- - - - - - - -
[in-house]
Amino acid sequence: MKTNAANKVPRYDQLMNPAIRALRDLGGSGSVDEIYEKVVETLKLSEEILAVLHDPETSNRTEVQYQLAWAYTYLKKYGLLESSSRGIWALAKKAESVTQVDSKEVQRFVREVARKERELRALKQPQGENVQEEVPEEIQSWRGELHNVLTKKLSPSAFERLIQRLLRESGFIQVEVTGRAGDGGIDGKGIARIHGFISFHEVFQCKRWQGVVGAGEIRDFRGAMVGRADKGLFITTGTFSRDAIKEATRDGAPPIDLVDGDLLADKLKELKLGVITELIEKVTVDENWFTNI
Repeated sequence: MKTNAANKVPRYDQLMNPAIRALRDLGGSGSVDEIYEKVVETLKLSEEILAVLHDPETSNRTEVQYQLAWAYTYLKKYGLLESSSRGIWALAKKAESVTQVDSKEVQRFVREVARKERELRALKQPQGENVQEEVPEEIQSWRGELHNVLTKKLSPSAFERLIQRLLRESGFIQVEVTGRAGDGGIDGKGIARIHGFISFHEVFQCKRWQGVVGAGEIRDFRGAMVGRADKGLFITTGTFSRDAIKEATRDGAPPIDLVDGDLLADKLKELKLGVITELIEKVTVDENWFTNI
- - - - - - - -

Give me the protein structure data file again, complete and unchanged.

[in-house]
Amino acid sequence: MKTNAANKVPRYDQLMNPAIRALRDLGGSGSVDEIYEKVVETLKLSEEILAVLHDPETSNRTEVQYQLAWAYTYLKKYGLLESSSRGIWALAKKAESVTQVDSKEVQRFVREVARKERELRALKQPQGENVQEEVPEEIQSWRGELHNVLTKKLSPSAFERLIQRLLRESGFIQVEVTGRAGDGGIDGKGIARIHGFISFHEVFQCKRWQGVVGAGEIRDFRGAMVGRADKGLFITTGTFSRDAIKEATRDGAPPIDLVDGDLLADKLKELKLGVITELIEKVTVDENWFTNI
Repeated sequence: MKTNAANKVPRYDQLMNPAIRALRDLGGSGSVDEIYEKVVETLKLSEEILAVLHDPETSNRTEVQYQLAWAYTYLKKYGLLESSSRGIWALAKKAESVTQVDSKEVQRFVREVARKERELRALKQPQGENVQEEVPEEIQSWRGELHNVLTKKLSPSAFERLIQRLLRESGFIQVEVTGRAGDGGIDGKGIARIHGFISFHEVFQCKRWQGVVGAGEIRDFRGAMVGRADKGLFITTGTFSRDAIKEATRDGAPPIDLVDGDLLADKLKELKLGVITELIEKVTVDENWFTNI